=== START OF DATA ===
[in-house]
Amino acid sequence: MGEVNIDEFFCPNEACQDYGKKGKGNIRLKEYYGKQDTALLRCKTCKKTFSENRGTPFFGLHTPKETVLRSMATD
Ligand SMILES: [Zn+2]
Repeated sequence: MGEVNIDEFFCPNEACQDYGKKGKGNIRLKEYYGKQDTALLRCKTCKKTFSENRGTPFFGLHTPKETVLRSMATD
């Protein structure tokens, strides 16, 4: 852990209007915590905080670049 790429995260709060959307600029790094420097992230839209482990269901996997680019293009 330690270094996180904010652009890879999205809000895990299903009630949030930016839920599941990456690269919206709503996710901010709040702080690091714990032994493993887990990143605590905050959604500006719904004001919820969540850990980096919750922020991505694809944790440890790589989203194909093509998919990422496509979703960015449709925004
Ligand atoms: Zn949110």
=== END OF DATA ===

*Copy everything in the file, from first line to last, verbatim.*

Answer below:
[in-house]
Amino acid sequence: MGEVNIDEFFCPNEACQDYGKKGKGNIRLKEYYGKQDTALLRCKTCKKTFSENRGTPFFGLHTPKETVLRSMATD
Ligand SMILES: [Zn+2]
Repeated sequence: MGEVNIDEFFCPNEACQDYGKKGKGNIRLKEYYGKQDTALLRCKTCKKTFSENRGTPFFGLHTPKETVLRSMATD
């Protein structure tokens, strides 16, 4: 852990209007915590905080670049 790429995260709060959307600029790094420097992230839209482990269901996997680019293009 330690270094996180904010652009890879999205809000895990299903009630949030930016839920599941990456690269919206709503996710901010709040702080690091714990032994493993887990990143605590905050959604500006719904004001919820969540850990980096919750922020991505694809944790440890790589989203194909093509998919990422496509979703960015449709925004
Ligand atoms: Zn949110």